- Comparing density and some statistics (mean and variance of coordinate as function of time).
- A NN architecture for DSM/PINN: a feed-forward linear model with skip connections and tanh activations.
- A t-VMC ansatz representation: Hermite polynomials with two-body interaction terms that inherently incorporate knowledge about the ground truth solution. NN ansatz parameterization did not yield satisfactory results.

Let’s try to run simulation for more particles:

- The proposed DSM approach demonstrates robust performance, accurately following the ground truth and providing reasonable predictions for $d = 3, 4, 5$ interacting bosons
- Our findings indicate that the t-VMC method can perform reasonably for low-dimensional systems, but its performance degrades as the number of interacting particles increases. This highlights the need for a scalable and carefully designed ansatz representation capable of capturing the complex behavior of particles in high-dimensional quantum systems.

There are more experiments, including scaling studies, in our full DSM paper.

## Conclusions

Developed

**new efficient computational method**for simulating quantum dynamics based on**Nelson’s stochastic mechanics**- Relies on
*Markovian diffusion*and*does not require training data* *Adaptive*to latent low-dimensional support of density**Theoretical guarantees**for our DSM method- The experiments show
*better performance*of our method compared to the numerical solvers/PINNs/t-VMC both in terms of prediction quality and computation time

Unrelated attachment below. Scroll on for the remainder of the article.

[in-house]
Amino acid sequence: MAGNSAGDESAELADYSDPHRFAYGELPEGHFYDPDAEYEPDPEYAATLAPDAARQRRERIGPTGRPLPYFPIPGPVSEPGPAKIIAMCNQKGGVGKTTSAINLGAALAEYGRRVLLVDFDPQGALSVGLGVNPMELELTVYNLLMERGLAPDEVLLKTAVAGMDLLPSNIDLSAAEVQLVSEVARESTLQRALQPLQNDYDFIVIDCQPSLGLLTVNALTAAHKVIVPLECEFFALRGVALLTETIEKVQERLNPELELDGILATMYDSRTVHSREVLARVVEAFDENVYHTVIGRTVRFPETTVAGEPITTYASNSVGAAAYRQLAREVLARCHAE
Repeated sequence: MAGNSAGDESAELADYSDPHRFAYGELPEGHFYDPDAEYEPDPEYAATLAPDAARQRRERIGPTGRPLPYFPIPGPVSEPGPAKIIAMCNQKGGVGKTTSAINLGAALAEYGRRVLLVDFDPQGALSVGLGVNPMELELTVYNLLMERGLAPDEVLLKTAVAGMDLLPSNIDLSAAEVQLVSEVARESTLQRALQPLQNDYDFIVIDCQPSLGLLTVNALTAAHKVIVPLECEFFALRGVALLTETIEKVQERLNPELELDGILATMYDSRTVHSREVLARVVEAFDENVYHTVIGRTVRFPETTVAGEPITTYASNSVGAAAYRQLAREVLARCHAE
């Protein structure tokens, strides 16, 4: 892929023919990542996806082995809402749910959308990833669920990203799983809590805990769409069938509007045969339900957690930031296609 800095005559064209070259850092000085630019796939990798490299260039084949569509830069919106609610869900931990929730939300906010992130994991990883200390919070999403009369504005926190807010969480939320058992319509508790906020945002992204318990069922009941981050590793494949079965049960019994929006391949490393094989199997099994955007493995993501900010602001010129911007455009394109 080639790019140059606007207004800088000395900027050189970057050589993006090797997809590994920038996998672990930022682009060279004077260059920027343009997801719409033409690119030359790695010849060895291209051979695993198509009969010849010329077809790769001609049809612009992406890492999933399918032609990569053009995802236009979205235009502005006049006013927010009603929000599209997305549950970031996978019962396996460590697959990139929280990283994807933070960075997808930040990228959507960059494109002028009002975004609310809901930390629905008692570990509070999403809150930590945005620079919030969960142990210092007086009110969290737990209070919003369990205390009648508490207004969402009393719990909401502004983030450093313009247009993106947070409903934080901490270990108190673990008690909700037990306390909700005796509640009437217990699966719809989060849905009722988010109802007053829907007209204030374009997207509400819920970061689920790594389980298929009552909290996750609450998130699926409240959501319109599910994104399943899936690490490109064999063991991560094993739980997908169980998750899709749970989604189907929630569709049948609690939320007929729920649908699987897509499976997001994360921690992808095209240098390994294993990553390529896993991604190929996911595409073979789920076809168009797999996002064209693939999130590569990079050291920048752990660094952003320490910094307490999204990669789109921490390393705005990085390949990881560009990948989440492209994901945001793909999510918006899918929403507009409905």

Since our DSM algorithm is a totally new approach for simulating quantum dynamics (solving time-dependent Schrodinger equation), which could be an alternative to t-VMC methods, there are still some **challenges to resolve**. For example:

- We studied relatively simple bosonic systems (though existing methods still struggle). How to extend our approach to fermions?
- We considered a linear spinless SE on a flat manifold with a smooth potential
- More detailed study of our algorithms itself, including more precise error bounds

## References

Nelson, Edward. “Derivation of the Schrödinger equation from Newtonian mechanics.” Physical review 150.4 (1966): 1079.

Raissi, Maziar, Paris Perdikaris, and George E. Karniadakis. “Physics-informed neural networks: A deep learning framework for solving forward and inverse problems involving nonlinear partial differential equations.” Journal of Computational physics 378 (2019): 686-707.

Carleo, Giuseppe, et al. “Unitary dynamics of strongly interacting bose gases with the time-dependent variational monte carlo method in continuous space.” Physical Review X 7.3 (2017): 031026.